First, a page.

I tried attaching a few pictures, but the site refused because they are already attached in a thread "Excited about my NEW Shop Building." This thread is probably from 2004, maybe 2005.
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  #6  
Old 10-14-2009, 09:18 AM
Texholdem
 
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Thanks Larry, I have read the other thread from a to z. Awesome shop. I also see that regular garages don't have the space for the lift, I'll keep crawling under the car
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  #7  
Old 10-14-2009, 10:10 AM
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With all of the shake-up in dealerships, I've seen many used lifts at auctions, frame and drive-on 2-post lifts, should be able to find a nice one for around $400 or less.

Local GM dealers, Plymouth, Saturn, Hummer, ... independents, local salvage/auction house.
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  #8  
Old 10-14-2009, 10:11 AM
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silversleeves, I use a combination of ramps for the front wheels and lengths of 6" X 6" on end under the rear lift pads instead of jackstands. I would not hesitate to use pieces of 6" X 6" under all four lift pads for doing some major, longterm work under any of our MB automobiles. Wood has considerable compressive strength and can easily accommodate a car's weight.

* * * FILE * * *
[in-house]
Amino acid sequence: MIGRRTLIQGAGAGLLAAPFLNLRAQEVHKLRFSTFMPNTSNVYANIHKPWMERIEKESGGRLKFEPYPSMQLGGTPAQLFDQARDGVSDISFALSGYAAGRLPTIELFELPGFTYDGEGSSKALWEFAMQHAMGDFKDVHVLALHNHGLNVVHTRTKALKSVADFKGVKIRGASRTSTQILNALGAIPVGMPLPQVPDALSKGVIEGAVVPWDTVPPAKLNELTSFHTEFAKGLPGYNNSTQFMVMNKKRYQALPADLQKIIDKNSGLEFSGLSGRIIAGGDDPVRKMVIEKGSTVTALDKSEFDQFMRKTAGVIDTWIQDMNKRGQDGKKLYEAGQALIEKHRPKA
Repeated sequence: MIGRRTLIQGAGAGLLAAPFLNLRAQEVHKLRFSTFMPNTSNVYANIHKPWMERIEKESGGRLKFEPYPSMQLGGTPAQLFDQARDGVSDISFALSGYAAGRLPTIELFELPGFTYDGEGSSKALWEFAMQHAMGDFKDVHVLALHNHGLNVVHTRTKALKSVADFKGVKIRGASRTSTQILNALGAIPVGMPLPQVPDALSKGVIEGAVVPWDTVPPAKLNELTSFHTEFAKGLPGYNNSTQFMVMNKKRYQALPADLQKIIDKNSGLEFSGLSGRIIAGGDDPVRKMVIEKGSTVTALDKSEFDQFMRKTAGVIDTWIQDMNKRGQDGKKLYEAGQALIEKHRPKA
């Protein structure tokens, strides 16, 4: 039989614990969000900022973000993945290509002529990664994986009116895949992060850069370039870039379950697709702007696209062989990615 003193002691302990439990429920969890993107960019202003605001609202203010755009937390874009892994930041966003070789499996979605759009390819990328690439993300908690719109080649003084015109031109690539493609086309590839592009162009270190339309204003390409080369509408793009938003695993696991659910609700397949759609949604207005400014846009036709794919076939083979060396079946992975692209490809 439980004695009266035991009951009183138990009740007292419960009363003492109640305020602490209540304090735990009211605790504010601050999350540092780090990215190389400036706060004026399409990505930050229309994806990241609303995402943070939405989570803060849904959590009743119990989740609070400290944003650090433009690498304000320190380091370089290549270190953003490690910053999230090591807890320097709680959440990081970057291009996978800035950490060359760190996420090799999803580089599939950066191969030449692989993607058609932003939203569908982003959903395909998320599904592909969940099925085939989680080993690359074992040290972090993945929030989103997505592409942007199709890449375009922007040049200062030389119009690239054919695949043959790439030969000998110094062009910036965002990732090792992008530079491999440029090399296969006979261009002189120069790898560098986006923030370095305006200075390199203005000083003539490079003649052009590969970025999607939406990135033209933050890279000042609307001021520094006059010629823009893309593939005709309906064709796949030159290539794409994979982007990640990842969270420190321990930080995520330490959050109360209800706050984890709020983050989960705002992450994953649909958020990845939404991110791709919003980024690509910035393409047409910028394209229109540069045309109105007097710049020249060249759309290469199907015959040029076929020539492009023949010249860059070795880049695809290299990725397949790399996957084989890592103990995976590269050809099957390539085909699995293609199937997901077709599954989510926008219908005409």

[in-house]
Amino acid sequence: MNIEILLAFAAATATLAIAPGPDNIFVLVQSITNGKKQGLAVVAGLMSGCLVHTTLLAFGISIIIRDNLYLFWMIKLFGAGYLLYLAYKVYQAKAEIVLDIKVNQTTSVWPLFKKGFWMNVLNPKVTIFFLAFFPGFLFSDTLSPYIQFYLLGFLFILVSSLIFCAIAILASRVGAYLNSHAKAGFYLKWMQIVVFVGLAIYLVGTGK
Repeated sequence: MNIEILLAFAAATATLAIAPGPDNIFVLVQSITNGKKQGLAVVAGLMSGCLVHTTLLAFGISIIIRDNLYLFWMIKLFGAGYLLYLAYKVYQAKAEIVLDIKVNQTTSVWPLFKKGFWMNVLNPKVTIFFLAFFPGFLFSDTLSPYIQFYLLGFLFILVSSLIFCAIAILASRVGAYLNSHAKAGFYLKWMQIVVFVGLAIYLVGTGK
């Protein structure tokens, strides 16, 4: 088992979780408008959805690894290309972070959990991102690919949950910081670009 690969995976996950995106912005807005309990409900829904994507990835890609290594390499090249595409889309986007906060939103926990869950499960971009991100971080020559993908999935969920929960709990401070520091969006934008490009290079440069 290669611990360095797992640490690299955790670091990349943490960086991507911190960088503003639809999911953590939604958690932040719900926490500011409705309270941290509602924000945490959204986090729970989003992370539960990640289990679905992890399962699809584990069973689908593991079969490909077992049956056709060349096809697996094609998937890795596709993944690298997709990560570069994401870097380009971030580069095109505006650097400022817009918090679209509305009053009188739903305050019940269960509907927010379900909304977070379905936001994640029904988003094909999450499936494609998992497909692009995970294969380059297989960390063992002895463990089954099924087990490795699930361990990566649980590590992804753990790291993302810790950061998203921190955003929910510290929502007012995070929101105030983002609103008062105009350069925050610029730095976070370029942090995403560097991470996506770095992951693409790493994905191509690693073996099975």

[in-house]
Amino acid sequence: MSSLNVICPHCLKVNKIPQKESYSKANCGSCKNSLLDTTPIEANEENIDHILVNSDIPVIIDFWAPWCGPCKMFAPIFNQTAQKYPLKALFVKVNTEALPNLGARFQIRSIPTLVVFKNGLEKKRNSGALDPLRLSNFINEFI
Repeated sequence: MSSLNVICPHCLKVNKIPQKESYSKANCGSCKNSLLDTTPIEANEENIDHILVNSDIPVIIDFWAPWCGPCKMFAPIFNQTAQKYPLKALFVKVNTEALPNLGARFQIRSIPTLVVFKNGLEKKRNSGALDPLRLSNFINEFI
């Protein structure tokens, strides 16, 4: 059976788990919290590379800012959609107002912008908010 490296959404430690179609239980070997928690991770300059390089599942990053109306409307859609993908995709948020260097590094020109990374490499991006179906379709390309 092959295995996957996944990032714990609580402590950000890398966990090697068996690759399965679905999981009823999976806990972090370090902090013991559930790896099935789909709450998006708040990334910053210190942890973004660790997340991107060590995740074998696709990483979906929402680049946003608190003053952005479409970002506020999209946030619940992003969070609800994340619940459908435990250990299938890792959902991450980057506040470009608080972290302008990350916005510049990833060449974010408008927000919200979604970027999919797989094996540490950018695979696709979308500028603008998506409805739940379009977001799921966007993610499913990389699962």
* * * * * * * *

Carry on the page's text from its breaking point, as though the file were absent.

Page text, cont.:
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  #9  
Old 10-14-2009, 04:43 PM
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I have a four-post lift that is absolutely marvelous. Two-post is great but the four post is in my garage at home. I didn't know if the garage floor would have a sufficiently strong concrete floor (>3000 psi??) to anchor the 2-post, so I went 4-post. There is a 1/4" steel tray that bridges the two long ramps and I have a $30 Walmart small floor jack that fits in there perfectly to raise whatever I can't do using it on the the ramps. A little more work than a 2-post, but it doubles as a storage device in my garage with the 10 foot ceiling.

On the jack stands, try to find some that aren't the sheet metal ones. The steel units cost more, support more, and are a bit safer to put your vulnerable body under that heavy car.
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  #10  
Old 10-15-2009, 01:34 AM
Texholdem
 
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Mike's four post lift is such a nice thing and he can accommodate 3 cars into the bargain. Wish I had a higher garage.
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---------------------------------------------------------
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Other MBs (sold): 1992 300E-24 - 1979 350SLC - 1984 230E - 1990 300CE
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  #11  
Old 10-15-2009, 01:43 AM
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Quote:
Originally Posted by mramay View Post
I have a four-post lift that is absolutely marvelous. Two-post is great but the four post is in my garage at home. I didn't know if the garage floor would have a sufficiently strong concrete floor (>3000 psi??) to anchor the 2-post, so I went 4-post. There is a 1/4" steel tray that bridges the two long ramps and I have a $30 Walmart small floor jack that fits in there perfectly to raise whatever I can't do using it on the the ramps. A little more work than a 2-post, but it doubles as a storage device in my garage with the 10 foot ceiling.